AC NEWS – The Commodore of the San Diego Yacht Club, appeared on local TV, commenting on the apparent decision to award the 35th America’s Cup to British Overseas Territory of Bermuda. See what he has to say.
VOR – Looks as though four boats have found pressure and have created a big gap between the first four and the trailing three. Who are the boats that escaped? CLICK HERE to find out.
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ISAF – The opening day of racing at the inaugural ISAF Sailing World Cup Final has been described as spectacular, fantastic and perfect. Enjoy opening day highlights, part one AND part two!
COOL VIDEOS – Here is a nice collection of heavy weather sailing footage with the skilled sailors that cling onboard as they sail on, through and below the water. Enjoy!
HAPPY HOUR FRIDAY – Even after eating turkey, mash potatoes and pumpkin pie yesterday on Thanksgiving, there is always room for more pumpkin pie… especially when you have pumpkin pie shots! Enjoy and eat responsibly.
XS WORLD NEWS – Stay updated! Go to our XS World News page for sailing news from 40 different Sailing News websites. We keep adding links, RSS feeds and forums so you can get sailing news and events from around the world. The page is constantly being updated everyday and every hour thru RSS feeds. Check back a couple of times daily for up to minute news. XS Sailing -Where Sailing Lives!
VOR – At this time, four boats are neck and neck and within 5 miles of each other with the lead switching back and forth between Abu Dhabi and MAPFRE. To follow the fleet CLICK HERE! Reports from the Boats is below!
OBR, Abu Dhabi Ocean Racing
On the horizon at dusk, four sets of sails became clearer and clearer as the fleet compressed and our separation for the past three days came to a close. We’ve been very pleased that the wider route we accidentally dealt ourselves earlier has paid dividends as we now are fighting for the lead with Brunel, Dongfeng, and MAPFRE hot on our tail.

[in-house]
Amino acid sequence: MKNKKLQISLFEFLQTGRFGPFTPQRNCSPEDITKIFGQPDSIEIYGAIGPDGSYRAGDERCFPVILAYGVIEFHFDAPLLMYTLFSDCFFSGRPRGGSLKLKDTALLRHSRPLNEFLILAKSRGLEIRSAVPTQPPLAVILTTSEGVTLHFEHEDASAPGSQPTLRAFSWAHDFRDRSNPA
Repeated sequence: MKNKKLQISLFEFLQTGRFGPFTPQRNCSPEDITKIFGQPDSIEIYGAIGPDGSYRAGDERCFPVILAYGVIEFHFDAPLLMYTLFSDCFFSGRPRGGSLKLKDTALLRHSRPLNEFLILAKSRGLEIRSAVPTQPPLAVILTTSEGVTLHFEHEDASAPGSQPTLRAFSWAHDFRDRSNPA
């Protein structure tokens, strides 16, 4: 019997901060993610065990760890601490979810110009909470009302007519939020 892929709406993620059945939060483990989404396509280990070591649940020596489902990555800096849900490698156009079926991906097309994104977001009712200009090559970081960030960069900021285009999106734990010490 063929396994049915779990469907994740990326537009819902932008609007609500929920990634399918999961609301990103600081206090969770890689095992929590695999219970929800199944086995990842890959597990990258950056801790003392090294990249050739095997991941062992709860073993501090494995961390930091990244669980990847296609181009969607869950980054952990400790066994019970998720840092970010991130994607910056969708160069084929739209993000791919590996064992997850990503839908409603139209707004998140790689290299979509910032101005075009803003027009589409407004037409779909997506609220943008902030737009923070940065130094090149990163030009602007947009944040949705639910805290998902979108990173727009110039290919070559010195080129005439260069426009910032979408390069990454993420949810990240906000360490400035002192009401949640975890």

For Ian, there’s a relief to have other boats nearby to race against, “We’re quite pleased this time because we were a long way behind these guys. It’s quite nice to be in touch and see how we’re going.”
Last night as we gybed north towards a predicted Tropical Storm that might cross our path, the forecast was for decent trade wind conditions all day. However, as dawn is breaking the Indian Ocean is glass and we’re floating amongst the lead group looking for wind.
As if the unpredictability of this leg wasn’t enough already, now this un-forcasted high-pressure ridge is rolling the dice again. Anyone could get a puff from a squall right now and come out miles ahead, arrive at the Tropical Storm first, and then see decisive gains.
There’s no question that storm is in the back of everyone’s mind. When asked if he knows how Abu Dhabi Ocean Racing will prepare for those conditions, Ian is weighing the options.
“The Tropical Storm is coming towards us and that can become a question of how close to the center do we dare go: racing benefits versus potential risk scenario.”
With a laugh he adds, “I’m sure when push comes to shove we’re all going to send it in there and egg each other on.”
Amory Ross OBR, Team Alvimedica
Today is a great day in the USA—it is Thanksgiving, a day for spending time with family, for eating food and for giving thanks. While there are only four of us Americans onboard, it’s realistic to say we are a family of nine for the next year and I thought we might take the time to hand out some thanks of our own:
Thanks to Inmarsat and Cobham for connecting us to the world! It makes us all feel a little closer to our families and friends and this race would be a lot harder without either of them.